NOTING the existence of an international air carrier liability regime established by the Warsaw Convention 1929 and its amending protocols (the Warsaw system) and the Montréal Convention 1999, which was adopted with a view to replacing the Warsaw system;
SEEKING a united government and industry approach to passenger rights that works for a global business and strikes a balance between ensuring adequate consumer protection and overburdening the industry and its customers with the costs of excessive regulatory compliance;
The 69th IATA Annual General Meeting:
1. CALLS UPON States to become parties to Montreal Convention 1999 as soon as possible.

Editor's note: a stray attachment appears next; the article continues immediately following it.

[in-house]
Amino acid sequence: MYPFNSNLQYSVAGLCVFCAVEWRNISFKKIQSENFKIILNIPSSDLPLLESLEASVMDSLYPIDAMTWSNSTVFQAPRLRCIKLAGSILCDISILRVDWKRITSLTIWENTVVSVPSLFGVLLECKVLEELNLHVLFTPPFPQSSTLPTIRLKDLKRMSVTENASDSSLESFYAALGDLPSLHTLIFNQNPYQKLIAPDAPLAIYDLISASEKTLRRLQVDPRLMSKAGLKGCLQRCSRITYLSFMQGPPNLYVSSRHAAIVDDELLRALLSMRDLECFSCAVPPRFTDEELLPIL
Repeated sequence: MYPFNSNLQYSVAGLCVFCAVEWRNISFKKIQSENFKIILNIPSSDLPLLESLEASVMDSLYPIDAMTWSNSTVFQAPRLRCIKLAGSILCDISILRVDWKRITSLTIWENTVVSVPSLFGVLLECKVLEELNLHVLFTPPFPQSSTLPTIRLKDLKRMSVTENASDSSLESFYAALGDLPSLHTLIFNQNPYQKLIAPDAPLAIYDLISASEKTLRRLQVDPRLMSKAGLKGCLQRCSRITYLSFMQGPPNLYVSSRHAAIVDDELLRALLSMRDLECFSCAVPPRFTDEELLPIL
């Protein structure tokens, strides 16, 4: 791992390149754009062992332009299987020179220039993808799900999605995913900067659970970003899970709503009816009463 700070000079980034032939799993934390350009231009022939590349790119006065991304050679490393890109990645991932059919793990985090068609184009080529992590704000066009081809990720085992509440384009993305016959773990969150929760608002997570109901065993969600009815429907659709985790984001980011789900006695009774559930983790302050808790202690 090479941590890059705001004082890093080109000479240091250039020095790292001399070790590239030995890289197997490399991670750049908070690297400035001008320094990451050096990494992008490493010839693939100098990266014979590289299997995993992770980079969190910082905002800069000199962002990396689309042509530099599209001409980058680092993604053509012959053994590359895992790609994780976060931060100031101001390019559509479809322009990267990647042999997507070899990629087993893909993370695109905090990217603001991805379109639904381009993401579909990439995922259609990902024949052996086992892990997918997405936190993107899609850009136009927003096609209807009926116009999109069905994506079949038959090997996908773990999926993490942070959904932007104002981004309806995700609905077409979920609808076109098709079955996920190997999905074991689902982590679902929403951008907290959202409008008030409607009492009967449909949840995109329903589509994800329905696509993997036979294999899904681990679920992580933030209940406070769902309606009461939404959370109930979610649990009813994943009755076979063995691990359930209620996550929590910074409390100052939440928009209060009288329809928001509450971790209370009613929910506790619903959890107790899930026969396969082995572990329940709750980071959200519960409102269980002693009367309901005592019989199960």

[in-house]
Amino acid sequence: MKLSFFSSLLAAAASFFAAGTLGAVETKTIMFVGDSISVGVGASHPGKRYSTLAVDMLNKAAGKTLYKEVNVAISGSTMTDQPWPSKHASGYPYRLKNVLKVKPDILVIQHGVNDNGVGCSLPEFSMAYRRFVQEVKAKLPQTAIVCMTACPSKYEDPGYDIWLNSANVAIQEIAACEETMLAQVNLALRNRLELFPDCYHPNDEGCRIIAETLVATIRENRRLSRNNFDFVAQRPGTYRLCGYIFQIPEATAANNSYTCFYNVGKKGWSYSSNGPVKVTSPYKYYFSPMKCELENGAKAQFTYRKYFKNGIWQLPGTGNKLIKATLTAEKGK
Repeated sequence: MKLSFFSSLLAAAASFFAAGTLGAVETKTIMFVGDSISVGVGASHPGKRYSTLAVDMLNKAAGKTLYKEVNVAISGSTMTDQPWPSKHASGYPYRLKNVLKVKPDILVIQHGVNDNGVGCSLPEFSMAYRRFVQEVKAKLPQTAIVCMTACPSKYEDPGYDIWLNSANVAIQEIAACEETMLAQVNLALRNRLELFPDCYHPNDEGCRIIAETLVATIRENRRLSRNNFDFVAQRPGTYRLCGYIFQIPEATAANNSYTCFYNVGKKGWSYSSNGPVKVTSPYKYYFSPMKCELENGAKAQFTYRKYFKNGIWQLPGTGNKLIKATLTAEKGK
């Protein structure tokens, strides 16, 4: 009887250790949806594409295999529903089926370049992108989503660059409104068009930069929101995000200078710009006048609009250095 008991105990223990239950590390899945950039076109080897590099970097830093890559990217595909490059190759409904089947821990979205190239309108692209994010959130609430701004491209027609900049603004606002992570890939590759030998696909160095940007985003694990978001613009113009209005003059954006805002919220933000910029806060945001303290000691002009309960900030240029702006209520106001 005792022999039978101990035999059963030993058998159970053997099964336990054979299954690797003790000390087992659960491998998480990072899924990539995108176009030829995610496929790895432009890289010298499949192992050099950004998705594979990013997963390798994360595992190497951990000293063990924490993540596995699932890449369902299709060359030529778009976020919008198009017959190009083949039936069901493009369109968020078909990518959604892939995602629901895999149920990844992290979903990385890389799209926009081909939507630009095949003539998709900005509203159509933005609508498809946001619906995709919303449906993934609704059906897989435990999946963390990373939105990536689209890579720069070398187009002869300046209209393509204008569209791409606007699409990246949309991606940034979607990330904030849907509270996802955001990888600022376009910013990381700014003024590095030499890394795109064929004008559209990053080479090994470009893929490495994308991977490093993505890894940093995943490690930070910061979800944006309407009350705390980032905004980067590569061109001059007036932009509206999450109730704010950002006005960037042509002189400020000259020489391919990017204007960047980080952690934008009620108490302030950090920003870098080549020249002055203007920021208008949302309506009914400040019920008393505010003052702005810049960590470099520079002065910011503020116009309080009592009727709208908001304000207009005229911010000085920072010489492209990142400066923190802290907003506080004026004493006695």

2. ENDORSES the IATA Core Principles on Consumer Protection as the global industry position on best practice for national and regional passenger rights regimes.
3. URGES governments and regulatory authorities who are developing or revising passenger rights regimes to use these principles as a framework, and to acknowledge voluntary industry commitments where applicable;
4. ENCOURAGES all member airlines in jurisdictions where such regimes are being considered to proactively enter into the debate on the basis of these principles.
5. REQUESTS the International Civil Aviation Organization (ICAO) to use these principles as the basis for any ongoing ICAO initiatives on consumer protection.
PROPOSED CORE PRINCIPLES ON CONSUMER PROTECTION
• National and regional legislation should be consistent and in accordance with the international treaty regimes on air carrier liability, established by the Warsaw Convention 1929 (and its amending instruments) and the Montreal Convention 1999;